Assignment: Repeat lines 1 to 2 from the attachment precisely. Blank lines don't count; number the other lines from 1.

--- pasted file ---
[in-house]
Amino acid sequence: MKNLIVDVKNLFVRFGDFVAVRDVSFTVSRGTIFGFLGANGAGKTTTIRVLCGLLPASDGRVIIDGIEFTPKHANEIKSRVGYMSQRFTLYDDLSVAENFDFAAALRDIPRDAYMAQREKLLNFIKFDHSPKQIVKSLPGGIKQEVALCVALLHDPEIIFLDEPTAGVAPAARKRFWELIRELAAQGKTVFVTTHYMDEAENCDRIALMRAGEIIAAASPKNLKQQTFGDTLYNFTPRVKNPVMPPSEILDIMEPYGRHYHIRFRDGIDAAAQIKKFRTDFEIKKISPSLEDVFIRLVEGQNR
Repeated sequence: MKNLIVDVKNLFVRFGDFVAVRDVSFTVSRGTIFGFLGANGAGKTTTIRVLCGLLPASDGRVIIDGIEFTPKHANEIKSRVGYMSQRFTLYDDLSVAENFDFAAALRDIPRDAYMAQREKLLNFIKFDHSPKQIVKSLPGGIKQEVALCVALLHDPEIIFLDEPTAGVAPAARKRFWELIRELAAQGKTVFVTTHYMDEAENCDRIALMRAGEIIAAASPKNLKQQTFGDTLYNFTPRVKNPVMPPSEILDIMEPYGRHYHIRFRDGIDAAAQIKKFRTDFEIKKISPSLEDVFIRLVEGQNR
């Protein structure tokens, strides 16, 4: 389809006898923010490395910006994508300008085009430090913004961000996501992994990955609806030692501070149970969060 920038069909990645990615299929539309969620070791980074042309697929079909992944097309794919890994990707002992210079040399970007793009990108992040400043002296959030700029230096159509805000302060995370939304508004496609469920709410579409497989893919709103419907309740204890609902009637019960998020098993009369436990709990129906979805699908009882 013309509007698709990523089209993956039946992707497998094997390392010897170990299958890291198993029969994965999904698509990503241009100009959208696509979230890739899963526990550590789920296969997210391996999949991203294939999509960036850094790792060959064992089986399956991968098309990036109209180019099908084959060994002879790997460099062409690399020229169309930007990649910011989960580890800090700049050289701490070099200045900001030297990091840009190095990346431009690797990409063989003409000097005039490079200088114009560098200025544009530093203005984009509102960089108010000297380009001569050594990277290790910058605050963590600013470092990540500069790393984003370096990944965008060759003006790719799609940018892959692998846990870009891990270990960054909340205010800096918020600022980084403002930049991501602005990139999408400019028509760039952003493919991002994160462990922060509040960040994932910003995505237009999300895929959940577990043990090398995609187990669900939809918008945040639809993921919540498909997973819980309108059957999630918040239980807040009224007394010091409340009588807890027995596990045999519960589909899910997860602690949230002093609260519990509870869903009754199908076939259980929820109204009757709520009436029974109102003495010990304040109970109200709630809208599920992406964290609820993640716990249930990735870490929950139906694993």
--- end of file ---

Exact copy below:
[in-house]
Amino acid sequence: MKNLIVDVKNLFVRFGDFVAVRDVSFTVSRGTIFGFLGANGAGKTTTIRVLCGLLPASDGRVIIDGIEFTPKHANEIKSRVGYMSQRFTLYDDLSVAENFDFAAALRDIPRDAYMAQREKLLNFIKFDHSPKQIVKSLPGGIKQEVALCVALLHDPEIIFLDEPTAGVAPAARKRFWELIRELAAQGKTVFVTTHYMDEAENCDRIALMRAGEIIAAASPKNLKQQTFGDTLYNFTPRVKNPVMPPSEILDIMEPYGRHYHIRFRDGIDAAAQIKKFRTDFEIKKISPSLEDVFIRLVEGQNR